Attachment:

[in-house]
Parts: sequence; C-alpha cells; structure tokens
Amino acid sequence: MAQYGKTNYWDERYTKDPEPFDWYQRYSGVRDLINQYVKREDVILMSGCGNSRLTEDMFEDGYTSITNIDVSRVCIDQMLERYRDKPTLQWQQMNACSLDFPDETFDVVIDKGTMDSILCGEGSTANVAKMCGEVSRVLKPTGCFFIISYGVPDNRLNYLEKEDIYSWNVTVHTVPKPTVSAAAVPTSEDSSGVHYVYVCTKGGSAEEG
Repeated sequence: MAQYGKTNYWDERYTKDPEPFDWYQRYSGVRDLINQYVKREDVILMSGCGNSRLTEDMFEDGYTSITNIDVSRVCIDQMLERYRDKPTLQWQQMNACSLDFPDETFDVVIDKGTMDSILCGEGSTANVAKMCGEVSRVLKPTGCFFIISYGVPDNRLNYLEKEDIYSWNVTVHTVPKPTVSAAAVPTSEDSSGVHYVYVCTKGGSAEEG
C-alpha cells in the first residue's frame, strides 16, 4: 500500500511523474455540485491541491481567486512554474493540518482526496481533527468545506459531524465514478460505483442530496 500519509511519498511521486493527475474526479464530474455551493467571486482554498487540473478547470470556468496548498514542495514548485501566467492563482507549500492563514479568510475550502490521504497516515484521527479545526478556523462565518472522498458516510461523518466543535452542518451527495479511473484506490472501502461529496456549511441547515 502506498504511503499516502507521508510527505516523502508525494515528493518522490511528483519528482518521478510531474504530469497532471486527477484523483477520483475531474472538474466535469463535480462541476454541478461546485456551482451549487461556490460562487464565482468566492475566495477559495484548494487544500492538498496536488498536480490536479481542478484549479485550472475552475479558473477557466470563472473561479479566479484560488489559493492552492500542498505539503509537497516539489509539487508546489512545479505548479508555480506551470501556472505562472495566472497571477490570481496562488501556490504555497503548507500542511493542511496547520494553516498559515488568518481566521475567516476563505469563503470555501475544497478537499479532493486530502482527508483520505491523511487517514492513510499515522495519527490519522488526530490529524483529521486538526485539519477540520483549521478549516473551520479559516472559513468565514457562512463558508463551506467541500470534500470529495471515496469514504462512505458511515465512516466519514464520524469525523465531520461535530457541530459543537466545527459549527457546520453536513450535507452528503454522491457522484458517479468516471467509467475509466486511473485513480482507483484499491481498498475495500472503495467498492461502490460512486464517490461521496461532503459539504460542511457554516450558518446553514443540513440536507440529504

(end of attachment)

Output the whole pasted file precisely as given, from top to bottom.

[in-house]
Parts: sequence; C-alpha cells; structure tokens
Amino acid sequence: MAQYGKTNYWDERYTKDPEPFDWYQRYSGVRDLINQYVKREDVILMSGCGNSRLTEDMFEDGYTSITNIDVSRVCIDQMLERYRDKPTLQWQQMNACSLDFPDETFDVVIDKGTMDSILCGEGSTANVAKMCGEVSRVLKPTGCFFIISYGVPDNRLNYLEKEDIYSWNVTVHTVPKPTVSAAAVPTSEDSSGVHYVYVCTKGGSAEEG
Repeated sequence: MAQYGKTNYWDERYTKDPEPFDWYQRYSGVRDLINQYVKREDVILMSGCGNSRLTEDMFEDGYTSITNIDVSRVCIDQMLERYRDKPTLQWQQMNACSLDFPDETFDVVIDKGTMDSILCGEGSTANVAKMCGEVSRVLKPTGCFFIISYGVPDNRLNYLEKEDIYSWNVTVHTVPKPTVSAAAVPTSEDSSGVHYVYVCTKGGSAEEG
C-alpha cells in the first residue's frame, strides 16, 4: 500500500511523474455540485491541491481567486512554474493540518482526496481533527468545506459531524465514478460505483442530496 500519509511519498511521486493527475474526479464530474455551493467571486482554498487540473478547470470556468496548498514542495514548485501566467492563482507549500492563514479568510475550502490521504497516515484521527479545526478556523462565518472522498458516510461523518466543535452542518451527495479511473484506490472501502461529496456549511441547515 502506498504511503499516502507521508510527505516523502508525494515528493518522490511528483519528482518521478510531474504530469497532471486527477484523483477520483475531474472538474466535469463535480462541476454541478461546485456551482451549487461556490460562487464565482468566492475566495477559495484548494487544500492538498496536488498536480490536479481542478484549479485550472475552475479558473477557466470563472473561479479566479484560488489559493492552492500542498505539503509537497516539489509539487508546489512545479505548479508555480506551470501556472505562472495566472497571477490570481496562488501556490504555497503548507500542511493542511496547520494553516498559515488568518481566521475567516476563505469563503470555501475544497478537499479532493486530502482527508483520505491523511487517514492513510499515522495519527490519522488526530490529524483529521486538526485539519477540520483549521478549516473551520479559516472559513468565514457562512463558508463551506467541500470534500470529495471515496469514504462512505458511515465512516466519514464520524469525523465531520461535530457541530459543537466545527459549527457546520453536513450535507452528503454522491457522484458517479468516471467509467475509466486511473485513480482507483484499491481498498475495500472503495467498492461502490460512486464517490461521496461532503459539504460542511457554516450558518446553514443540513440536507440529504